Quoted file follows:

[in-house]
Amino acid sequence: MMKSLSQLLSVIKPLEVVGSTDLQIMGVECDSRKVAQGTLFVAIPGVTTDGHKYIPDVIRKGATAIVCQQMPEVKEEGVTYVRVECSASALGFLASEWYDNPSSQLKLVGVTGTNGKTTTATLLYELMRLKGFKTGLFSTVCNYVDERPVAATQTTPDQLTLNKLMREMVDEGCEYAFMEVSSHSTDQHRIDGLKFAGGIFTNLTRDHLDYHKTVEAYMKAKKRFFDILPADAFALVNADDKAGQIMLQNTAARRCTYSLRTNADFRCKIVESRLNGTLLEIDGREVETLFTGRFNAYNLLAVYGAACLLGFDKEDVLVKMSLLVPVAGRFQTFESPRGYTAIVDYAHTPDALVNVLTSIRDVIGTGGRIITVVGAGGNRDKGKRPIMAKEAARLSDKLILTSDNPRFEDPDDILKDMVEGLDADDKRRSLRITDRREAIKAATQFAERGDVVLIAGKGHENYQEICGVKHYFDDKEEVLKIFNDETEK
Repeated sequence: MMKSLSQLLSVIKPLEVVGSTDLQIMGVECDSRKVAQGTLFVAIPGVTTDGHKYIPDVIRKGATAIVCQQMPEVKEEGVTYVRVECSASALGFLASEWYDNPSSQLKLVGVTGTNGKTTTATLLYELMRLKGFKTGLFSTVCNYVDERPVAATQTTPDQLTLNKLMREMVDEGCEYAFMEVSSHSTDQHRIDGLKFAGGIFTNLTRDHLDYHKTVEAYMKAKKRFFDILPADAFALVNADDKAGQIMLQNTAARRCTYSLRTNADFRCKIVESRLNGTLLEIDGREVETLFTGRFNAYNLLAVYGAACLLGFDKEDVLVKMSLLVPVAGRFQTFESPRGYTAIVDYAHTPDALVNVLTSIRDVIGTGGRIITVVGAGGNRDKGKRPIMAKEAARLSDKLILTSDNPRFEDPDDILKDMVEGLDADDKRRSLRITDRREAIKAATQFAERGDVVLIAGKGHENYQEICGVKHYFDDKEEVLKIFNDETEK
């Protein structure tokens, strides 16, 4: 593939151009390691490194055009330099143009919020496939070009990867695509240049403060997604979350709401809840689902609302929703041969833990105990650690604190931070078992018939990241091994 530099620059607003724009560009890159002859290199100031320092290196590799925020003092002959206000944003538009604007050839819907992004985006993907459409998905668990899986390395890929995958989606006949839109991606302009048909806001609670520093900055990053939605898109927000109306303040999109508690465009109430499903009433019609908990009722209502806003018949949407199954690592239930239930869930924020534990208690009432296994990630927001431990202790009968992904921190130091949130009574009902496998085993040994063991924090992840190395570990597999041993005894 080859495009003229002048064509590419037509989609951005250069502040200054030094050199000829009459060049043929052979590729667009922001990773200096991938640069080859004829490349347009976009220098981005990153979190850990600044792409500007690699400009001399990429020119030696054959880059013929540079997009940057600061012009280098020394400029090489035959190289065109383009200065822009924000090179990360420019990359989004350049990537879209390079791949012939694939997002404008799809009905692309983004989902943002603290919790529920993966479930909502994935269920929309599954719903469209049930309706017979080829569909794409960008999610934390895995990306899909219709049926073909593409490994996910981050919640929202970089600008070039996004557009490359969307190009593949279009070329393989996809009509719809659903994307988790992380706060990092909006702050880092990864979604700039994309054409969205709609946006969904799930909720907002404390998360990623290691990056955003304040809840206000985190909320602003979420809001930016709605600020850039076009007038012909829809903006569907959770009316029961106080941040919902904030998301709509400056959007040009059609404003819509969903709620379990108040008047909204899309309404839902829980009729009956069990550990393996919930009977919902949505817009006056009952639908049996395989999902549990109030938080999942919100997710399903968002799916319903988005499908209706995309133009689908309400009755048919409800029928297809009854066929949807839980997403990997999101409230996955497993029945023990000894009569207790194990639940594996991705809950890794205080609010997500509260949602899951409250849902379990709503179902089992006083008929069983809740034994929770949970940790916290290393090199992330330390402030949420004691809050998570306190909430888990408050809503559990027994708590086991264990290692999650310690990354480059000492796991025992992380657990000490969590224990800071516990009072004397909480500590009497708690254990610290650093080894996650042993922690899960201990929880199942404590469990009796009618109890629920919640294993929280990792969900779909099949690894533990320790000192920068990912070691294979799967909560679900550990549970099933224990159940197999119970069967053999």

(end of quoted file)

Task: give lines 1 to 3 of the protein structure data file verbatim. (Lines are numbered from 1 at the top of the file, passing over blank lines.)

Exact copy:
[in-house]
Amino acid sequence: MMKSLSQLLSVIKPLEVVGSTDLQIMGVECDSRKVAQGTLFVAIPGVTTDGHKYIPDVIRKGATAIVCQQMPEVKEEGVTYVRVECSASALGFLASEWYDNPSSQLKLVGVTGTNGKTTTATLLYELMRLKGFKTGLFSTVCNYVDERPVAATQTTPDQLTLNKLMREMVDEGCEYAFMEVSSHSTDQHRIDGLKFAGGIFTNLTRDHLDYHKTVEAYMKAKKRFFDILPADAFALVNADDKAGQIMLQNTAARRCTYSLRTNADFRCKIVESRLNGTLLEIDGREVETLFTGRFNAYNLLAVYGAACLLGFDKEDVLVKMSLLVPVAGRFQTFESPRGYTAIVDYAHTPDALVNVLTSIRDVIGTGGRIITVVGAGGNRDKGKRPIMAKEAARLSDKLILTSDNPRFEDPDDILKDMVEGLDADDKRRSLRITDRREAIKAATQFAERGDVVLIAGKGHENYQEICGVKHYFDDKEEVLKIFNDETEK
Repeated sequence: MMKSLSQLLSVIKPLEVVGSTDLQIMGVECDSRKVAQGTLFVAIPGVTTDGHKYIPDVIRKGATAIVCQQMPEVKEEGVTYVRVECSASALGFLASEWYDNPSSQLKLVGVTGTNGKTTTATLLYELMRLKGFKTGLFSTVCNYVDERPVAATQTTPDQLTLNKLMREMVDEGCEYAFMEVSSHSTDQHRIDGLKFAGGIFTNLTRDHLDYHKTVEAYMKAKKRFFDILPADAFALVNADDKAGQIMLQNTAARRCTYSLRTNADFRCKIVESRLNGTLLEIDGREVETLFTGRFNAYNLLAVYGAACLLGFDKEDVLVKMSLLVPVAGRFQTFESPRGYTAIVDYAHTPDALVNVLTSIRDVIGTGGRIITVVGAGGNRDKGKRPIMAKEAARLSDKLILTSDNPRFEDPDDILKDMVEGLDADDKRRSLRITDRREAIKAATQFAERGDVVLIAGKGHENYQEICGVKHYFDDKEEVLKIFNDETEK